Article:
Why US teens might not get Covid-19 vaccines

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  • Kids of anti-vax parents seek online help and autonomy to bypass outdated laws which could prevent them receiving coronavirus injection
  • Organisation VaxTeen helps minors make informed choices about jabs and health care
Tribune News Service |
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Teens want vaccines

US teens whose parents are “anti-vaxxers” are desperately fighting to be allowed get a vaccine against Covid-19. But many outdated state laws force them to get consent from their parents.

As the world pushes for increased immunisation, teenagers could, and should, have a role to play. They want autonomy – not simply to protect their health, but to end preventable diseases for all, writes Kelly Danielpour, 18, founder of the organisation VaxTeen.

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It can be hard for teens to navigate the state guides on vaccine consent laws. VaxTeen has simplified the process and made it more clear. Only seven states allow minors above a certain minimum age to make their own healthcare decisions.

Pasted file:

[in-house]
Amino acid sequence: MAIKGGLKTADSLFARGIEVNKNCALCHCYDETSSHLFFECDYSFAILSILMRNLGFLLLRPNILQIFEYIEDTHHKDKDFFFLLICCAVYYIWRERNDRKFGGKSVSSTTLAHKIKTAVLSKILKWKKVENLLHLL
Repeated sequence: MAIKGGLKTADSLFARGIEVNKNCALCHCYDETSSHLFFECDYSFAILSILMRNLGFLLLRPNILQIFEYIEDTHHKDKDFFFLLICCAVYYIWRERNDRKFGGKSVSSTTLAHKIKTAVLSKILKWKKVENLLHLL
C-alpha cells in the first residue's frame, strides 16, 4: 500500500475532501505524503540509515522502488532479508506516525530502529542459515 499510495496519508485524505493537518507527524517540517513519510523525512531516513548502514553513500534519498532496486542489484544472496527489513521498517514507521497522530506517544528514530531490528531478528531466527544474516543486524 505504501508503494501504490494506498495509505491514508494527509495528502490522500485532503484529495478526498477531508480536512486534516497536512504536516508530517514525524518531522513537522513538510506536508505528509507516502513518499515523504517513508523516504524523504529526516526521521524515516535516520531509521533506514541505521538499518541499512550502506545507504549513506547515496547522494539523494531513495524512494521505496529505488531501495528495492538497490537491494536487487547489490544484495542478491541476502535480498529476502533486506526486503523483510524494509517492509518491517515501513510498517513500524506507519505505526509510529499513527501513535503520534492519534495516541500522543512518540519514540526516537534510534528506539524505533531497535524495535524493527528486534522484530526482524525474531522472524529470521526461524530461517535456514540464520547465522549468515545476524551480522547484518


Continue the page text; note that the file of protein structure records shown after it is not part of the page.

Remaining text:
Dr Arthur Caplan, founding director of the Division of Medical Ethics at New York University Langone Medical Centre, says “a mature minor” ought to be able to obtain – without parental consent – a “proven, safe intervention” that can prevent death or disability.

“Parents should not have the authority to subject their children to serious preventable harm,” he says.

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Some states have started to look at changing their laws after the increase in measles cases from children who had not been vaccinated.

Kelly, a final-year student from Santa Monica in California, says she is lucky that her parents had her vaccinated.

“I can only imagine the courage it takes to question your parents’ misguided beliefs,” she says. “States should empower teenagers to act. Covid-19 has served as a startling public health lesson.”

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